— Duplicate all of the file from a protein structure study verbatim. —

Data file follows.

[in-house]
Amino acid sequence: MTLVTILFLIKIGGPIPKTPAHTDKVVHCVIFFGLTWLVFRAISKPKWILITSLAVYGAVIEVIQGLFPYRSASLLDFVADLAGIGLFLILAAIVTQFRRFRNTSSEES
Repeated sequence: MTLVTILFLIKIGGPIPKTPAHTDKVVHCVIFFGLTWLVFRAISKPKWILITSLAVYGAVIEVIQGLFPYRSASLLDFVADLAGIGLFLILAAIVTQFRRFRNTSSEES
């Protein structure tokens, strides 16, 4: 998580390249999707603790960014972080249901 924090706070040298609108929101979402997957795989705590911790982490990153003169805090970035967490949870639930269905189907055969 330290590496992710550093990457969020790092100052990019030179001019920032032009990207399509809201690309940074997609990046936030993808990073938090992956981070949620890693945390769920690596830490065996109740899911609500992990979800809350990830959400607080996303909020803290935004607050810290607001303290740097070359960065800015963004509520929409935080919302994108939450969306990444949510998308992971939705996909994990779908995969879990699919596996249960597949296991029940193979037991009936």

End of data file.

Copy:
[in-house]
Amino acid sequence: MTLVTILFLIKIGGPIPKTPAHTDKVVHCVIFFGLTWLVFRAISKPKWILITSLAVYGAVIEVIQGLFPYRSASLLDFVADLAGIGLFLILAAIVTQFRRFRNTSSEES
Repeated sequence: MTLVTILFLIKIGGPIPKTPAHTDKVVHCVIFFGLTWLVFRAISKPKWILITSLAVYGAVIEVIQGLFPYRSASLLDFVADLAGIGLFLILAAIVTQFRRFRNTSSEES
């Protein structure tokens, strides 16, 4: 998580390249999707603790960014972080249901 924090706070040298609108929101979402997957795989705590911790982490990153003169805090970035967490949870639930269905189907055969 330290590496992710550093990457969020790092100052990019030179001019920032032009990207399509809201690309940074997609990046936030993808990073938090992956981070949620890693945390769920690596830490065996109740899911609500992990979800809350990830959400607080996303909020803290935004607050810290607001303290740097070359960065800015963004509520929409935080919302994108939450969306990444949510998308992971939705996909994990779908995969879990699919596996249960597949296991029940193979037991009936």